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Brands Need to Integrate Audiences, Not Channels

Drew Usher

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Integrated communications has become an excessively complex and subjective term across the industry, when it should be a simple concept. There’s a broad understanding that integrated comms ensures all forms of communications and messages are carefully linked together. This has led today’s marketers to align social media messaging with PR messaging, digital content themes with campaign content themes, and website copy with sales brochure copy.

While this is an effective way to ensure one clear message is being externalised, it is rarely the most effective way to ensure all audiences are engaging with the brand. Instead of taking a channel-based approach to integrating communications efforts, marketers need to shift towards taking an audience-based approach and cannot risk being fooled by thinking of audiences merely as different customer personas.

When looking at audiences, business leaders should start with assessing the level of engagement with the brand, rather than the level of spend on the brand’s products. Once this lens is in place, it’s clear that the most engaged audience – i.e. the audience engaging with the brand dozens of times a day – is in fact employees. This is then followed by partners, customers, prospects, the broader industry, and potential employees (though not necessarily in that order).

Making the shift from channels to audiences doesn’t happen overnight, but if it doesn’t happen soon a savvier competitor will almost definitely beat you to the punch. Break down the process into chunks, and start with the basics.

  1. Agree to switch

External communications programs, from media buying programs to PR campaigns, are increasing in sophistication – there are set budgets, plans, priorities, internal resources, agency resources, C-suite buy-in into the approach, and more.

Are your internal communications programs matching this level of investment and depth of thought?

If yes, move onto step 2. But if not, it’s a sign that conversations need to start across the marketing, HR, C-suite and broader leadership teams to ensure the people within the business are becoming as much a priority as the people outside the business. Consider the dollars spent on turning external parties into advocates, and then consider the impact (and likely lower cost) of putting a comparable emphasis on your own staff.

It should be a no-brainer for business leaders to be integrating their communications across both internal and external audiences, but it’s commonly overlooked. The switch to an audience-centric approach won’t succeed without everyone’s recognition of the problem, and drive to fix it.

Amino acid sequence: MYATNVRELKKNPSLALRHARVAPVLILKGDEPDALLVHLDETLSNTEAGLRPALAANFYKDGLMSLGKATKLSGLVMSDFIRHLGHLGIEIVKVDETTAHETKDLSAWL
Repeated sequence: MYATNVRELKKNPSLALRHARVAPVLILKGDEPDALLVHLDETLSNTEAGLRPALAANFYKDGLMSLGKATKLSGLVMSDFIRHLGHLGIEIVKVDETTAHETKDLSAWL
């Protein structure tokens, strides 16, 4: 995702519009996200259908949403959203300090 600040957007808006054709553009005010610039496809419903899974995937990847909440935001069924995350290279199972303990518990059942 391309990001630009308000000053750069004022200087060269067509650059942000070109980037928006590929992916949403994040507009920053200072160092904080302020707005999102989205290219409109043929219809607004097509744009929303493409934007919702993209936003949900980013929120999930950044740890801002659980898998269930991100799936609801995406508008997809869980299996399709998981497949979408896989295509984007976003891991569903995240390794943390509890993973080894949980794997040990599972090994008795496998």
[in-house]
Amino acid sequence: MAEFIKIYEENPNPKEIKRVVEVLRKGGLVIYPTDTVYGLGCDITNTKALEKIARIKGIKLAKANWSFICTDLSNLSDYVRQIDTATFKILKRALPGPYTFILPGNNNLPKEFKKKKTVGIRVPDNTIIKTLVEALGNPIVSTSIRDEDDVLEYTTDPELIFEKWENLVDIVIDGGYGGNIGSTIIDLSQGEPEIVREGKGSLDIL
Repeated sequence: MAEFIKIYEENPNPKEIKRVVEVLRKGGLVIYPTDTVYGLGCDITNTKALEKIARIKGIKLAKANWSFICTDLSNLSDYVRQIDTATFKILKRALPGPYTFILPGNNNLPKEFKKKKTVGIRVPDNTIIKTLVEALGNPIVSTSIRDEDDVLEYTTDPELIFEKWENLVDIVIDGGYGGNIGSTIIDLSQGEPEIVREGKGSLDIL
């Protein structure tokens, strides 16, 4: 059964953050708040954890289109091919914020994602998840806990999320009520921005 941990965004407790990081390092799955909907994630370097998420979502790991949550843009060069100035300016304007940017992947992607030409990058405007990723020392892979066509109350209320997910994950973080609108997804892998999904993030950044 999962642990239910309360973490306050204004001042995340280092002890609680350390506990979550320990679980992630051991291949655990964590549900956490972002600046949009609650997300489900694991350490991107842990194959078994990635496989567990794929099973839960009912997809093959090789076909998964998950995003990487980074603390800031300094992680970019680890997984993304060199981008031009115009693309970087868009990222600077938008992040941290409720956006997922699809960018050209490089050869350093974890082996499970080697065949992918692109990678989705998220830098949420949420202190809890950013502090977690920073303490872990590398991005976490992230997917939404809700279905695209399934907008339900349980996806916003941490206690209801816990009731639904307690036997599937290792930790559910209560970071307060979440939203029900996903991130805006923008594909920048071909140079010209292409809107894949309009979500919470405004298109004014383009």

1. Link audiences through values

Values are the renowned foundations of driving employee engagement, while 77% of Australian consumers align their spending habits to their personal values. And yet, corporate values are still commonly pigeon-holed into feel-good PR or CSR programs.

Rather than linking channels through corporate messages, brands need to be linking audiences through corporate values to drive genuine and long-lasting engagement. Values will be the common thread across communications, from which the corporate messages stem and demonstrate the impact of bringing those values to life in the corporate sphere.

  1. Nurture an advocacy cycle

Instead of giving partners a story to push and customers a message to receive, an audience-centric approach gives everyone a story they can be part of and resonate with. Employees are empowered to live and breathe their corporate values in their own way, while partners and customers are buying into the business because of the values, which are irrelevant to how the business, market landscape or competitors are performing.

With all audiences on the same page as to why they are your brand advocates, it’s never a ‘hard sell’ – they either believe in the values or they don’t. As individuals, they then advocate the brand through their own networks and channels, ensuring the messaging around values is ongoing and consistent.

For too long, brands have been focused on aligning the look and feel of content on all their external channels and ticking the ‘integrated’ box when all of the channels replicate each other’s messaging. As consumers become more demanding of brands to deliver meaning and purpose, while competition heightens across all industries due to digital disruption, it’s time marketers re-define integrated to be the link between internal and external messages, comms, content and investment.

About the Author:

Drew Usher is Strategy Director for Hotwire Australia. He has more years of experience than he cares to mention working in design, advertising and media agencies for brands including UNSW Sydney, Downer, Mirvac, Moet Hennessy Australia, ANZ Bank, Westpac Bank, GlaxoSmithKline, Danone Nutricia and ALDI Supermarket.

His passion lies in starting, steering and shaping ideas with insights.

This post first appeared in Ad World Australia –